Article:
The fundamental curriculum or source of all catechesis is always Sacred Scripture. Catechesis opens the heart of the other, of the one being evangelized, to God’s Word. Together we listen, meditate, live, celebrate, and witness to the Word of God. This process makes the Kingdom of God present in the community; for the kerygma and, therefore, catechesis always has a social dimension, it always leads us to charity. To act according to the Gospel is what Evangelii nuntiandi had already called the proof of a deep conversion (EN, 24). The fourth chapter of Evangelii gaudium examines this social dimension and includes a reflection on the “ministry of peace” and on the political aspect of catechesis (see 217-241).

The ongoing missionary evangelizing agenda of the papacy of Pope Francis is fundamentally expressed in Evangelii gaudium. The document clearly draws upon the work of the Synod of Bishops that preceded it, but it also draws upon the personal experience of this pontiff in the church of Latin America that, in a certain sense, has become part of the heritage of the universal Church. Evangelization and catechesis, with all its steps, are not just a program but also a process.[8] All evangelizers must always be evangelized and be in a permanent state of conversion. This self-evangelization is the main precondition for the church to become a missionary church. Now it is the work of all local churches and the work of each one of us to give proof of conversion and, therefore, of missionary fruits that lead others to Jesus Christ.

Bishop Dr. Franz-Peter Tebartz-van Elst is the Delegate for Catechesis in the Pontifical Council for the Promotion of the New Evangelization.

Notes


[1] Emphasis mine in italics.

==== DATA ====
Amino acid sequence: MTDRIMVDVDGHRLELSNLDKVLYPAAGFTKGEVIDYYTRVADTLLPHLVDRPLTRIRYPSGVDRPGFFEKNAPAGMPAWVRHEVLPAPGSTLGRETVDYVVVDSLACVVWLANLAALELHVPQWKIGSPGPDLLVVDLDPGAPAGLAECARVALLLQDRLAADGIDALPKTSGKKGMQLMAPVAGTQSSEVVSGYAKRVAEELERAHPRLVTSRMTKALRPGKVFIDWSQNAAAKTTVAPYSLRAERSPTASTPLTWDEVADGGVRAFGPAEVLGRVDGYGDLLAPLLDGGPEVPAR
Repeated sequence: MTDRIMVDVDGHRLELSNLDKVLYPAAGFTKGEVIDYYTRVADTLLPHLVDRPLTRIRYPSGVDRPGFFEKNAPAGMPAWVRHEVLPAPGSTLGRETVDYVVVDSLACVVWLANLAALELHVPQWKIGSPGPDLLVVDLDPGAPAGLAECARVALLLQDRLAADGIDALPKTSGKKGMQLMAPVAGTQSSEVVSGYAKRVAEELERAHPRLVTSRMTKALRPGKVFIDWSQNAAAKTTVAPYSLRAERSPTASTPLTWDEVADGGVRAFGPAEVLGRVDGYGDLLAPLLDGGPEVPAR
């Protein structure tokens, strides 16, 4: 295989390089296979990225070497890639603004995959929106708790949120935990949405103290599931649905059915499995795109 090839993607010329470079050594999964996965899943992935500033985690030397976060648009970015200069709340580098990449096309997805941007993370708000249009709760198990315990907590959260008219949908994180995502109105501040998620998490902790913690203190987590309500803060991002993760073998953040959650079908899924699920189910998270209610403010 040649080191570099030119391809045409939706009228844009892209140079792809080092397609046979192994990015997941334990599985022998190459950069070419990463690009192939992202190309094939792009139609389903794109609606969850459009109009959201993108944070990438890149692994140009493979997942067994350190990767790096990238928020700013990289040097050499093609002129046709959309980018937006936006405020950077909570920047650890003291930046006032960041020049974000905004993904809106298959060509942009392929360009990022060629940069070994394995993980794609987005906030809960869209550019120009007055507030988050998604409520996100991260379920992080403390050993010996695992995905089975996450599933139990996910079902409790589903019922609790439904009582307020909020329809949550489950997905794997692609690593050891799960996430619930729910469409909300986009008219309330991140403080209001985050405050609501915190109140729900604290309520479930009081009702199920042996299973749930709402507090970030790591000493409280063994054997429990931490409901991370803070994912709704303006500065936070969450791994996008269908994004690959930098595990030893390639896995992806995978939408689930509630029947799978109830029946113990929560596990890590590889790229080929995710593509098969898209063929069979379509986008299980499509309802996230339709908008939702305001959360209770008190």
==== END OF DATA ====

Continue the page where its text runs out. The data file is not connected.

[2] Cf. Franz-Peter Tebartz-van Elst, Der Ton macht die Musik. Katechese als Stimme der Kirche, Kevelaer 2019.

[3] Discípulos y Misioneros de Jesucristo para que nuestros pueblos en Él tengan vida “Yo soy el Camino, la Verdad y la Vida” (Jn 16,4), Final Document, Aparecida, 13-31, May 2007.

[4] Paul VI. Dogmatic Constitution on the Church, Lumen Gentium, November 21, 1964.

[5] “I encourage each particular Church to undertake a resolute process of discernment, purification and reform.” EG, 30. See also the Second Ecumenical Vatican Council, Decree on Ecumenism Unitatis Redintegratio, 6.

[6] Emphasis mine. “How can you believe, who receive glory from one another and do not seek the glory that comes from the only God?” (Jn 5:44).

[7] Cf. Franz-Peter Tebartz-van Elst, Handbuch der Erwachenentaufe. Liturgie und Mystagogie im Katechumenat, Münster 2002, 195ff.

[8] See how the revival of the ancient catechumenate in the Catholic Church of the United States of America has become an inspiration and encouragement to the universal Church, cf.: Franz-Peter Tebartz-van Elst, Der Erachsenenkatechumenat in den Vereinigten Staaten von Amerika. Eine Anregung fur die Sakramentenpastoral in Deutschland, Altenberge, 1993, 467ff.

This article originally appeared on pages 6-8 of the printed edition.

Public domain image by Peter H from Pixabay 


This article is from The Catechetical Review (Online Edition ISSN 2379-6324) and may be copied for catechetical purposes only. It may not be reprinted in another published work without the permission of The Catechetical Review by contacting editor@catechetics.com